A1/A2/B1/B2/C1/C2 – Begin with the movements related to the training session, then add more load to the first 2 movements, rotate though a few reps, add a little more load until you get close to your starting weight for set # 1. Prior to the first working set of the session (the first one you are counting) ensure you perform any necessary stretching, foam rolling, or dynamic ROM exercises.
Clean and Jerk for maximum load – this example will suffice for any low repetition weightlifting training session (i.e. bench press, weight chin-ups, back squat, front squat, deadlift, olympic lifting). The key is to ready the Central Nervous System (CNS). This is what is being trained. As per your feeling on that day, stretching, foam rolling, and any supplementary movements (skill transfer exercises, posterior chain, anterior chain, rotator cuff, dynamic ROM, etc.) for the training session should be completed in the warmup. The focus early in the session should be on potentiating (realizing potential) the body for the remainder of the training session by performing any movements in a powerful, but controlled, manner. Speed and technique are necessary components of these sessions and therefore should be touched on in the warmup. You should ensure you get a bit of ‘time under the bar’ performing light, fast and accurate movements before completing your work sets. Experiment with what feels best for you.
What the heck does 50×0 mean?
It signifies a certain tempo. There are many examples like this – 21X0/1010/5010/etc. You simply have to take the exercise and correlate the timing (i.e. the numbers – 30X0) to it.
For example, if a bench press or back squat is rx’d at 30X0, it means that from the top of the movement, you should take 3 seconds (1 one thousand, 2 one thousand, etc.) to reach the end point of the exercise (bar to chest in the bench press or full depth for the squat).
So, the first number signifies the lowering portion of ANY exercise.
The second number signifies if there is any PAUSE in the bottom position. Because this example says 0, it means that it is simply 3 seconds down, 0 pause, and then back up. If the tempo was 31X0, then you would have to pause for 1 second at the bottom of the movement. If it was 32X0, then you would have to pause for 2 seconds, and so on.
The third number signifies the time in which to raise the load. When it says “X” as the third number, it means to accelerate the load as fast as possible – regardless of how fast the weight is actually moving; intention to accelerate is most important. If the number is 2020, as sometimes rx’d for GHD sit-ups or back extensions, then you have to take 2 seconds to lower fully, 0 pause in the full stretch position, then take 2 seconds to come back to the top (you are capable of going faster, but that is not what is being asked, so follow the numbers), with 0 sec rest before going into the next rep.
There is also a case when you could be asked to do a 3010 tempo – on the bench press for example (because it is simple). When it says 3010, the third number is critical, because it means that for whatever the rep range is, you MUST take the rx’d time to raise the load, which would be 1 second in this example. This type of tempo does not allow for maximal efforts within sets, as you HAVE TO MAINTAIN a certain cadence for the reps.
The last number, as you may have guessed, signifies any pause at the top of the movement. If it says 30X1 for a weighted chin-up (or pull-up, same thing), then you have to hold your chin over the bar for one second before lowering for 3 seconds to full arm extension.
Also, you have to LEARN to read the number, then apply it to the given exercise. Chin-ups, for example, are a special case – there are other examples as well (i.e. deadlift). Chin-ups begin with the raising portion first, not like a back squat or bench press. So, if the tempo is 30X0, the first thing you look for is NOT the 3 second prescription, but the X, meaning that you begin with the third number for this exercise, not the first one.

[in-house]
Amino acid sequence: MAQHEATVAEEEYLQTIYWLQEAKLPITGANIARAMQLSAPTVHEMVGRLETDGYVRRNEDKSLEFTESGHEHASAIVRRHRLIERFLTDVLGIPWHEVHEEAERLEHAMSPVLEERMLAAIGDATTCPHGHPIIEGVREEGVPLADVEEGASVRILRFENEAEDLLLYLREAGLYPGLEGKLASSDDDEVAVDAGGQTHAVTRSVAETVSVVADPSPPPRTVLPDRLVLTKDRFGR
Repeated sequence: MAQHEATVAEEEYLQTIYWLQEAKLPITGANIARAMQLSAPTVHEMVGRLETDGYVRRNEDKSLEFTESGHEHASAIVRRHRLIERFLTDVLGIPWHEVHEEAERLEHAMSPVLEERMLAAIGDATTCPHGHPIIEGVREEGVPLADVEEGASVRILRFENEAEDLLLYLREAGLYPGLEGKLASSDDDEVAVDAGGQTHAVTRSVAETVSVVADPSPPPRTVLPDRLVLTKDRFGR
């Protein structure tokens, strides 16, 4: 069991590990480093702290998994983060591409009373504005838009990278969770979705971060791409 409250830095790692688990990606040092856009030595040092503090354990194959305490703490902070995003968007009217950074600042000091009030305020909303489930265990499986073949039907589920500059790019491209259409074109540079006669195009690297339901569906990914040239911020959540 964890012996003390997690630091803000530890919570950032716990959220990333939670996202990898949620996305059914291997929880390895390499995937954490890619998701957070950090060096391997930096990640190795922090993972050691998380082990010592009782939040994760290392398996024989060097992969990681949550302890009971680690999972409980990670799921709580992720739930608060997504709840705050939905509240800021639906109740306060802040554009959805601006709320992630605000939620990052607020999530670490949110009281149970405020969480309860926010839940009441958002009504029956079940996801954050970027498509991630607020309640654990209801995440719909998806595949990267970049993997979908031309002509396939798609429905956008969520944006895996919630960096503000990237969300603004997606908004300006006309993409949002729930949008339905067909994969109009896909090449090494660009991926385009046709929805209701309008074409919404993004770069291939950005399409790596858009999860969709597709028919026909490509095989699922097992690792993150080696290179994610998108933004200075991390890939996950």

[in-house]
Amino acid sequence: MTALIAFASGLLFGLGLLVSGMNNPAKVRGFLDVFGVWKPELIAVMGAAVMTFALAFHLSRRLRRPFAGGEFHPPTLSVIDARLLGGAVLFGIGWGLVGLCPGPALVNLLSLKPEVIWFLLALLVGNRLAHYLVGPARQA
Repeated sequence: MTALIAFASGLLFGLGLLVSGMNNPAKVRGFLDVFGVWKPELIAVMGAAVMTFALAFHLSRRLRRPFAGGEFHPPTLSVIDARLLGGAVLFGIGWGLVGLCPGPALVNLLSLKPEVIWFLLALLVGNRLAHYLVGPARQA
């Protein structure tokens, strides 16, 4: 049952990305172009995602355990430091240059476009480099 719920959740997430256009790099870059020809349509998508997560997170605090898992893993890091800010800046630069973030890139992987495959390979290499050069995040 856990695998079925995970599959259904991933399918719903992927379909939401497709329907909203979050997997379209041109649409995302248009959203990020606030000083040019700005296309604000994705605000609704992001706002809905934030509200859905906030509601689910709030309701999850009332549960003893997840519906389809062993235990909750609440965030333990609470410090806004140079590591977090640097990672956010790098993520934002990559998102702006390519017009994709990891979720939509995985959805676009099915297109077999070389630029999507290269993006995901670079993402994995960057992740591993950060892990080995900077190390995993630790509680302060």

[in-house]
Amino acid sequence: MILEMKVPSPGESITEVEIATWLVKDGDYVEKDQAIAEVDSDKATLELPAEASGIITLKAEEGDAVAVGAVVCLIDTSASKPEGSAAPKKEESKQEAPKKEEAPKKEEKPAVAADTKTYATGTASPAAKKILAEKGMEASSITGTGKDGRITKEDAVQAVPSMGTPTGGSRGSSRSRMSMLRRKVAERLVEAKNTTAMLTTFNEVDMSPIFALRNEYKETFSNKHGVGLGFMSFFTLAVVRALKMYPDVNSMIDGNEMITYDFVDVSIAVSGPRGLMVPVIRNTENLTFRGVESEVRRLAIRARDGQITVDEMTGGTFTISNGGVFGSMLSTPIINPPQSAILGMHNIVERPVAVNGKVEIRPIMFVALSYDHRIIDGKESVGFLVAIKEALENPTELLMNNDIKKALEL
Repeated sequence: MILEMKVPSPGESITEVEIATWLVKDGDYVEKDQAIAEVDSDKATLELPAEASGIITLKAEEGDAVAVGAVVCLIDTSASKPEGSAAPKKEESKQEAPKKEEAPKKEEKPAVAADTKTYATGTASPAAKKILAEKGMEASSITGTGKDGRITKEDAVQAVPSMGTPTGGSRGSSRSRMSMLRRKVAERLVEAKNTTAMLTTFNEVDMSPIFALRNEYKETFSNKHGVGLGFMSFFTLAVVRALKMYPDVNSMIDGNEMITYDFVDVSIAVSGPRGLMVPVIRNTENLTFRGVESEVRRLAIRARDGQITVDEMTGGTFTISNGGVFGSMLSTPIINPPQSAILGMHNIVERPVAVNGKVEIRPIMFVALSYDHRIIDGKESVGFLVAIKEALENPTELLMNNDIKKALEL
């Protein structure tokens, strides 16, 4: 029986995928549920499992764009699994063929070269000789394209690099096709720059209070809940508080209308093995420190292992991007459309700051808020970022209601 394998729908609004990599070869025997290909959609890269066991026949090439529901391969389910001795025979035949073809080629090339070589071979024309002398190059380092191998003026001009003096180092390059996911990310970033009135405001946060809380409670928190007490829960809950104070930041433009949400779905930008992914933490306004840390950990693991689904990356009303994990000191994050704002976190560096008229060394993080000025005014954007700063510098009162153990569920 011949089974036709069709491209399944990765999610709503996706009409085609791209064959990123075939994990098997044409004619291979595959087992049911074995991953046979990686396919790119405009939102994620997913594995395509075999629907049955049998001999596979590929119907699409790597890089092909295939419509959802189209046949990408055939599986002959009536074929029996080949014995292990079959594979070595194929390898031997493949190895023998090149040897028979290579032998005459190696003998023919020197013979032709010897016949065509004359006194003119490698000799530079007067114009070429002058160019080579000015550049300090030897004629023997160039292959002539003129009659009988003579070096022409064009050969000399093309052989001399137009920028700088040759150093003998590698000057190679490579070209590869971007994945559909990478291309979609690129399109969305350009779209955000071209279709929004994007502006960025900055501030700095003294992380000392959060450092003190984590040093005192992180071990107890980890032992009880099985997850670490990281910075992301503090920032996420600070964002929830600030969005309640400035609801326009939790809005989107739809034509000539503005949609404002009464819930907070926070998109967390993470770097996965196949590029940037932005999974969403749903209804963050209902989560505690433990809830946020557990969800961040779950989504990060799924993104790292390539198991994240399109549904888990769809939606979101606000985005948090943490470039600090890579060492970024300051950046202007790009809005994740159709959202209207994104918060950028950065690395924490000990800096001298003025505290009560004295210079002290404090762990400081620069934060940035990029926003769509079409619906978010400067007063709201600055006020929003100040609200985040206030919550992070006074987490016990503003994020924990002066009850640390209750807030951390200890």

Why do we rx tempos?
We do it dependent on what the Coach wants the training response to be from the workout. It is done to control intensity, overload certain areas of a movement/body part, improve technique on movements, ease the load on the joints, variability, transfer to sport (i.e. back squat – 1,1,1,1,1 is MUCH different than high bar back squat @ 40X1 – 2-3 reps x 5 sets…and side note, endurance on the squat at that tempo is one thing that WILL take an athlete to another level as it carries over to so many things).
repetitions – what weight do i start at for each exercise of the workout?
Loads are often prescribed as a percentage of your 1RM records. We put these records on the board. Sometimes this may feel to heavy/light for you and so you should learn to adjust your loads accordingly. We can’t see what is inside your head or know what your body is feeling. Use a bit of common sense and have some chutzpah. Set a new record if you’re feeling like you’ve got your mojo on that particular day.
When loads are not stipulated, common sense is advised as well. For example consider the following workout:
A1. High Bar Back Squat @ 30X0, 4-6 reps x 5 sets, rest 120 sec
A2. Chest to Bar Chin-ups, AMRAP x 5 sets, rest 120 sec
B1. RKBS – 24kg, 21 reps x 4 sets, rest 30 sec
B2. Ring Dips, 21 reps x 4 sets, rest 30 sec
Well, for this example, there is only one exercise you need to choose a weight for – the back squat. So, we will use the example of someone who can back squat 300 lbs for 1 rep (1RM). The loading percentages will depend on many things for a given exercise – training age, training status, gender, muscle group, exercise, etc. For our purposes, this person would warm-up to a weight they either knew would be challenging for 6 reps, or a weight they thought would be challenging for 6 reps (depending on their experience). This persons’ numbers for 5 sets should look something like this – 230(6), 240(6), 245(6), 250 (5), 250 (4). For this workout, the goal is to train the squat at a given tempo, not to go for PB’s.